The workshop also brought to the fore the importance of public transport system’s role in reducing the carbon emissions in future cities, through the presentation by Philip Jose, Asst. General Manager, Tata Motors, titled ‘Efficient Public Transportation for Sustainable Cities.’ According to him, the Hub-and-Spoke model for public transportation using highly efficient hybrid/electric buses and electric small passenger carriers can be a good option. He emphasised that the current state of technology is mature enough for hybrid buses and small commercial vehicles, the critical challenge being the low volumes that have kept the prices high. He pointed out that indigenous capability and localisation of key components will be a major factor for the auto components industry.

The session also had a presentation from Raimund Ellinger, Manager, Hybrid and System Design at AVL on ‘The Core of Hybrid’ which focused on harvesting of energy by recuperation and optimised control of available propulsion sources.

Simulation Technologies for HEV & EV Development

One of the key ideas discussed across various technical sessions was the importance of model-based design and simulation in the development of electric vehicles.  Speakers from leading institutes like Mathworks, ETAS and ANSYS spoke about the numerous applications of simulation throughout the development process of an EV and the advantages therein. It was opined that model-based design helps in reducing time of development, number of iterations and the overall cost.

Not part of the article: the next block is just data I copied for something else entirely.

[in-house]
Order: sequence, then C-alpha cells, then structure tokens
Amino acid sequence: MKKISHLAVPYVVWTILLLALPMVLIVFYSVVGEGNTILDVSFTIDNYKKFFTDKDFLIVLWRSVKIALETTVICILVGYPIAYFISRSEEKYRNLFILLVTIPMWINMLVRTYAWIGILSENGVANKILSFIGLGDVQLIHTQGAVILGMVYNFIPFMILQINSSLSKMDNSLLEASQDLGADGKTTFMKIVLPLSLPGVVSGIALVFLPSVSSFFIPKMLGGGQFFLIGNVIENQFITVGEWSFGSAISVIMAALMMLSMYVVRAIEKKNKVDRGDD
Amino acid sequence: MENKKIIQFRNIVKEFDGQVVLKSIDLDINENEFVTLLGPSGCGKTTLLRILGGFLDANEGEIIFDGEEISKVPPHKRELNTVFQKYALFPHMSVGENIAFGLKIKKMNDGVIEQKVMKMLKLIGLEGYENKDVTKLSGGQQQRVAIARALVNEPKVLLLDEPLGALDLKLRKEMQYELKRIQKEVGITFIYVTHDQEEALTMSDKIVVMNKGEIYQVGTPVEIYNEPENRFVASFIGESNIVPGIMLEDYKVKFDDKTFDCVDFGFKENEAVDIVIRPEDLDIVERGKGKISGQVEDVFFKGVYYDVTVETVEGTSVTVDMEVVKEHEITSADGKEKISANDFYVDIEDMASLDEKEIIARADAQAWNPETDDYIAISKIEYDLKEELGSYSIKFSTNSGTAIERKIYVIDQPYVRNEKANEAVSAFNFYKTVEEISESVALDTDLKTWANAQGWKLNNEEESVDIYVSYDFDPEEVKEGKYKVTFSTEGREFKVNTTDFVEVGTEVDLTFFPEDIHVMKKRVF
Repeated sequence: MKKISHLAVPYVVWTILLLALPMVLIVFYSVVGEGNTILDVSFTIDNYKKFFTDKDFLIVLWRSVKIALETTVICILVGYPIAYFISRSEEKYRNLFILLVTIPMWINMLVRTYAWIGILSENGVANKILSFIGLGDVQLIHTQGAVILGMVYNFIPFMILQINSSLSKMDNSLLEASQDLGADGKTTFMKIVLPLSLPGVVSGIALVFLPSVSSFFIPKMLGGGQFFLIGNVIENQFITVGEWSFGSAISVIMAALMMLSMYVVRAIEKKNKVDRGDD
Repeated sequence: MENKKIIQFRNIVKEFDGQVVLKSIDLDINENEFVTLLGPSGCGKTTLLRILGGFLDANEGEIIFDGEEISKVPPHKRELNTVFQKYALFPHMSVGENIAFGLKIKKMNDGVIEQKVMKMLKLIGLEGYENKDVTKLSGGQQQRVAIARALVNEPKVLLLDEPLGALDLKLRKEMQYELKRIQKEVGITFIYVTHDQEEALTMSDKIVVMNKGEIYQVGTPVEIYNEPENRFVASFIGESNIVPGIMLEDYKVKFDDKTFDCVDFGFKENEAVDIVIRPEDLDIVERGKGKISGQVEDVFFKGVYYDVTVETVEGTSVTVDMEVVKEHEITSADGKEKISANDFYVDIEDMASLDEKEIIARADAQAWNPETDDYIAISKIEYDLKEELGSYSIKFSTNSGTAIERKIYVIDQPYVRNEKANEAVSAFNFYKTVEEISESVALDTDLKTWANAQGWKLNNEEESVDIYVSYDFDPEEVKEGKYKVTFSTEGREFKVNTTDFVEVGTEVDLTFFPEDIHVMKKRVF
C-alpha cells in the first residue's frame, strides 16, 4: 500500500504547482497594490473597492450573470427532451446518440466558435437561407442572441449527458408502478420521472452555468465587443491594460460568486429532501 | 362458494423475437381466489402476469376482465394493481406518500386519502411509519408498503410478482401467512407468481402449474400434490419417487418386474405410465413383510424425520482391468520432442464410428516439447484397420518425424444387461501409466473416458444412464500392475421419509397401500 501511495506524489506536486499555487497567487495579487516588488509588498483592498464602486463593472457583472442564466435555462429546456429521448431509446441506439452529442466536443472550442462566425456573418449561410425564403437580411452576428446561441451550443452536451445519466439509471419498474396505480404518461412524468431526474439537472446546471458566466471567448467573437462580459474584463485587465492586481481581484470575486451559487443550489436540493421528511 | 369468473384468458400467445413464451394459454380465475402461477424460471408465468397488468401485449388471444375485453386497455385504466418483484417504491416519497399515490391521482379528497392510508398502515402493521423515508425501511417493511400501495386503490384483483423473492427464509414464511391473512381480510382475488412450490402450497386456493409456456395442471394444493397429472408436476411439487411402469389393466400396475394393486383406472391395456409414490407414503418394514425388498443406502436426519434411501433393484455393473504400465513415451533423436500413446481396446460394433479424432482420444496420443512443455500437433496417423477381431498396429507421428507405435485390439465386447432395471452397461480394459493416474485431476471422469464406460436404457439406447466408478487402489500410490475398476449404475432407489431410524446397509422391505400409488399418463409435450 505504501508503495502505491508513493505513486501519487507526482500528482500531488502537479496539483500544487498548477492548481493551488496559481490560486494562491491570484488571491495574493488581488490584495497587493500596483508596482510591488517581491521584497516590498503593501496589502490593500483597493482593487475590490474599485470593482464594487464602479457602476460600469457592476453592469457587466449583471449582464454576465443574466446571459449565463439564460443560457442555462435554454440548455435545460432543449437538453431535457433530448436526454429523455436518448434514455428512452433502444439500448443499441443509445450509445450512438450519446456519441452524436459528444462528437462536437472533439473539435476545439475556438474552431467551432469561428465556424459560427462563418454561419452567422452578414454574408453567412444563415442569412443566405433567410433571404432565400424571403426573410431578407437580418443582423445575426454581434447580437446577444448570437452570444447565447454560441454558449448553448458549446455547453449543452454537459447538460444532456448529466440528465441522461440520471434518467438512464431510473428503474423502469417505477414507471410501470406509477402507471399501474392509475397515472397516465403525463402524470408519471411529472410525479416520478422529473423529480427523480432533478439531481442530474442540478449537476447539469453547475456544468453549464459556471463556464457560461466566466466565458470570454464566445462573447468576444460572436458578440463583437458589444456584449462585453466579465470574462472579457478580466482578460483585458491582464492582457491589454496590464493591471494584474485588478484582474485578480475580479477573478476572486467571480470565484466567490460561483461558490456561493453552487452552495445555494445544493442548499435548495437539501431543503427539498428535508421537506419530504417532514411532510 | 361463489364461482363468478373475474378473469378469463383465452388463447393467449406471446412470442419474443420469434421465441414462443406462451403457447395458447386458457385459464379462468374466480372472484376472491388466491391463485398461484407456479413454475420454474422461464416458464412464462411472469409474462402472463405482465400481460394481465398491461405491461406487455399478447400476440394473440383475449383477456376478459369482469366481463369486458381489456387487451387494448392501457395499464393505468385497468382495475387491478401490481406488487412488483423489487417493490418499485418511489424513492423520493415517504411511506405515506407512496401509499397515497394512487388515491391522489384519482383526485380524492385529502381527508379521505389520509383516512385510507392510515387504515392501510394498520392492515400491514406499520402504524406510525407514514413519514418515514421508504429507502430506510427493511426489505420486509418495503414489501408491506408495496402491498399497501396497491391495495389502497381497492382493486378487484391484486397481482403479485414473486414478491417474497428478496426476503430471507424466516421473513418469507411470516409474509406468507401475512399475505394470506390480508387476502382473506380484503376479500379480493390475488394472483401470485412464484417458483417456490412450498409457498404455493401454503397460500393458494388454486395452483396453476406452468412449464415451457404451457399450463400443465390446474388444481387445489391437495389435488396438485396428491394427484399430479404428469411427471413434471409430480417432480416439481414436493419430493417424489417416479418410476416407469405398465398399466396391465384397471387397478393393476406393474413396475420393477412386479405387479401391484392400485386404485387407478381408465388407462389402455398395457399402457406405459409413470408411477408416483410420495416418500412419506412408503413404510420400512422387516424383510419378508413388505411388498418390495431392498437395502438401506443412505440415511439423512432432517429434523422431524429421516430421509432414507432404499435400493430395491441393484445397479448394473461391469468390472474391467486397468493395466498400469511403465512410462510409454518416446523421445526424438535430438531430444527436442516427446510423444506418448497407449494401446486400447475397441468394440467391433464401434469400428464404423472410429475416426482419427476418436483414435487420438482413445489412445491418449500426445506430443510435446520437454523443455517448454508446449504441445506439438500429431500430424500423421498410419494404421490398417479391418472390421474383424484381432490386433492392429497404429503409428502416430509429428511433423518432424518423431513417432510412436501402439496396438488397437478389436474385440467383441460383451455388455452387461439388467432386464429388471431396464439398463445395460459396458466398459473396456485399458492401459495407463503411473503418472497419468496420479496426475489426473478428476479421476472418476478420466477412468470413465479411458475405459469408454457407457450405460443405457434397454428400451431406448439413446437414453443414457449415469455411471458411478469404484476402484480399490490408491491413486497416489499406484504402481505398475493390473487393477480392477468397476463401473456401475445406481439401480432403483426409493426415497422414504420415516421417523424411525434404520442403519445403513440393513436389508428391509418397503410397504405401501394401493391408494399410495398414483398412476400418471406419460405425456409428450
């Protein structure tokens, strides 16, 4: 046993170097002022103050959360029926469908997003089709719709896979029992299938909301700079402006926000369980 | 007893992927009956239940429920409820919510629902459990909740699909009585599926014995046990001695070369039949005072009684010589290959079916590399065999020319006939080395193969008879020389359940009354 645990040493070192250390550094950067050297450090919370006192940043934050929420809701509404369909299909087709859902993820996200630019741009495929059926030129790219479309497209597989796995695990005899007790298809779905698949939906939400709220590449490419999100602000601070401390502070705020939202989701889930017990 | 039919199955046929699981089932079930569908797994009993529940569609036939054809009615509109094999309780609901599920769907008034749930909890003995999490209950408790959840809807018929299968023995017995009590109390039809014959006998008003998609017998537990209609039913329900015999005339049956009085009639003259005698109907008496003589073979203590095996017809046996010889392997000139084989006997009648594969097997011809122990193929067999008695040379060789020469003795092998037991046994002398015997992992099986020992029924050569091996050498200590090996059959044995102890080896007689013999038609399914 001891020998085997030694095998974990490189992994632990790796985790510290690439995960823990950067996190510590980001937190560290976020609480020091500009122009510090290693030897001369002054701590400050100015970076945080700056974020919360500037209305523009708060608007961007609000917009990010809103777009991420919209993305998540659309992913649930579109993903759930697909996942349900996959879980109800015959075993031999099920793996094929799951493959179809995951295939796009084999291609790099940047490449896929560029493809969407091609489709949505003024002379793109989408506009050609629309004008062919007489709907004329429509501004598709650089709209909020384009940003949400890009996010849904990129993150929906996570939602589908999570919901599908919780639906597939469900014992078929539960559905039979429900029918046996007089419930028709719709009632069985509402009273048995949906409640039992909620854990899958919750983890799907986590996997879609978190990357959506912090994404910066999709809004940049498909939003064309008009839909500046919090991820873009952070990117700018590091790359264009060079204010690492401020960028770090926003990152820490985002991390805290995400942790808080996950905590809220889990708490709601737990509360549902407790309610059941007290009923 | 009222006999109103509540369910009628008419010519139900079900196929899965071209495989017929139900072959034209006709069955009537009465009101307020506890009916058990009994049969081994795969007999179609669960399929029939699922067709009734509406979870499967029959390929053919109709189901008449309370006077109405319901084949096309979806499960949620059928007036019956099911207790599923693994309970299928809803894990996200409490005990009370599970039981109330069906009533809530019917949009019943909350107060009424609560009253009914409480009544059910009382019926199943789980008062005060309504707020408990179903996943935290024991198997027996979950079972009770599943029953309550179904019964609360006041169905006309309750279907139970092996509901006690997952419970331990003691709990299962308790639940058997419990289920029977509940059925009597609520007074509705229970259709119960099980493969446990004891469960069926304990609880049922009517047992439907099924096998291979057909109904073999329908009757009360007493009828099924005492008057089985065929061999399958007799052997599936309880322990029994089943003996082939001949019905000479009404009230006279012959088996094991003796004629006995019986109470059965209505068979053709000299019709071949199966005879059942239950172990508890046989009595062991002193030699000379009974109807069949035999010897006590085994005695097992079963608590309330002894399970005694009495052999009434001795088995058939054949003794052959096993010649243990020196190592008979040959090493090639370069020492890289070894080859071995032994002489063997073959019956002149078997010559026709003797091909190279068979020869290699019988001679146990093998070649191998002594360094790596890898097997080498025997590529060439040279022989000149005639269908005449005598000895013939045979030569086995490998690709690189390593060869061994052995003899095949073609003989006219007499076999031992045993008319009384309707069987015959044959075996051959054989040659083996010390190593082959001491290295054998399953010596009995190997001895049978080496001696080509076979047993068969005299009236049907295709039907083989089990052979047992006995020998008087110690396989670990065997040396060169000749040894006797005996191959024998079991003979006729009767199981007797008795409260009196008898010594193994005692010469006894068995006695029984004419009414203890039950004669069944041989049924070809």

Battery Technology Development and System Management

The biggest bottleneck that developments of EVs face today is battery technology. Experts said that this part of EV development is not progressing as fast as it should, especially in India where minimal R&D is happening. Gokarn pointed out that government is mindful of this fact and is looking to set things right. He pointed out that under the National Electric Mission it has been proposed to set up a Centre for Battery Technology to make India a major player in battery technology development for HEVs and EVs.

Experts suggested that India is uniquely placed to do groundbreaking innovations in battery technology. Given the country’s long-prevalent power woes, the power bank industry with UPS and inverters has blossomed with numerous players now active in this space. Although most of the work has happened in lead-acid technology, the technical know-how could be leveraged for developing lithium-ion batteries as well, which are much more suited to electric mobility. This would enable local manufacturing of batteries, which would help India become self-reliant and reduce the import bill as and when the move to EVs and HEVs happen.